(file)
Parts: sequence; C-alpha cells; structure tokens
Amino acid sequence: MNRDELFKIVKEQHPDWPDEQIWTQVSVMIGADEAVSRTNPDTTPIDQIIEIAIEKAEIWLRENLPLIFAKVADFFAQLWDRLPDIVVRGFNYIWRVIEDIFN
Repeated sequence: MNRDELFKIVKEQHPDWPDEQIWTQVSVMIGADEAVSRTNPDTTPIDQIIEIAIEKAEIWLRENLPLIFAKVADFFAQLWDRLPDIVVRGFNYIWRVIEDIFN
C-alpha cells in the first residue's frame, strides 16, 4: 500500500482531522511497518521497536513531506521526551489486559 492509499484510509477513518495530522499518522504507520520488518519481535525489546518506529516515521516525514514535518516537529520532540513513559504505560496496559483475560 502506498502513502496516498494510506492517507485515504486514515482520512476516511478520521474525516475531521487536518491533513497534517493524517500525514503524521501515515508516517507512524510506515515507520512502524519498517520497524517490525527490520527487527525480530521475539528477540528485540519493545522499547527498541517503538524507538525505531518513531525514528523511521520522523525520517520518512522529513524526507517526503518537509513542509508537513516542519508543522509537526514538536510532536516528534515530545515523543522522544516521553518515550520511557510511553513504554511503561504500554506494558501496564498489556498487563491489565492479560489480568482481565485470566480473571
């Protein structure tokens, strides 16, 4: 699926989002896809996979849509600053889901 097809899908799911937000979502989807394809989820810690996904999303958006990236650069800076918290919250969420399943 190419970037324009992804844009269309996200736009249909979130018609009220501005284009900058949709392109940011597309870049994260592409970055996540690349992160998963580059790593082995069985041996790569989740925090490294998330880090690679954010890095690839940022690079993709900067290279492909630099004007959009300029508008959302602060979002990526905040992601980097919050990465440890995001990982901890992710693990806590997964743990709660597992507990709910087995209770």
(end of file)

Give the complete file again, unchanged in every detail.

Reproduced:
Parts: sequence; C-alpha cells; structure tokens
Amino acid sequence: MNRDELFKIVKEQHPDWPDEQIWTQVSVMIGADEAVSRTNPDTTPIDQIIEIAIEKAEIWLRENLPLIFAKVADFFAQLWDRLPDIVVRGFNYIWRVIEDIFN
Repeated sequence: MNRDELFKIVKEQHPDWPDEQIWTQVSVMIGADEAVSRTNPDTTPIDQIIEIAIEKAEIWLRENLPLIFAKVADFFAQLWDRLPDIVVRGFNYIWRVIEDIFN
C-alpha cells in the first residue's frame, strides 16, 4: 500500500482531522511497518521497536513531506521526551489486559 492509499484510509477513518495530522499518522504507520520488518519481535525489546518506529516515521516525514514535518516537529520532540513513559504505560496496559483475560 502506498502513502496516498494510506492517507485515504486514515482520512476516511478520521474525516475531521487536518491533513497534517493524517500525514503524521501515515508516517507512524510506515515507520512502524519498517520497524517490525527490520527487527525480530521475539528477540528485540519493545522499547527498541517503538524507538525505531518513531525514528523511521520522523525520517520518512522529513524526507517526503518537509513542509508537513516542519508543522509537526514538536510532536516528534515530545515523543522522544516521553518515550520511557510511553513504554511503561504500554506494558501496564498489556498487563491489565492479560489480568482481565485470566480473571
């Protein structure tokens, strides 16, 4: 699926989002896809996979849509600053889901 097809899908799911937000979502989807394809989820810690996904999303958006990236650069800076918290919250969420399943 190419970037324009992804844009269309996200736009249909979130018609009220501005284009900058949709392109940011597309870049994260592409970055996540690349992160998963580059790593082995069985041996790569989740925090490294998330880090690679954010890095690839940022690079993709900067290279492909630099004007959009300029508008959302602060979002990526905040992601980097919050990465440890995001990982901890992710693990806590997964743990709660597992507990709910087995209770």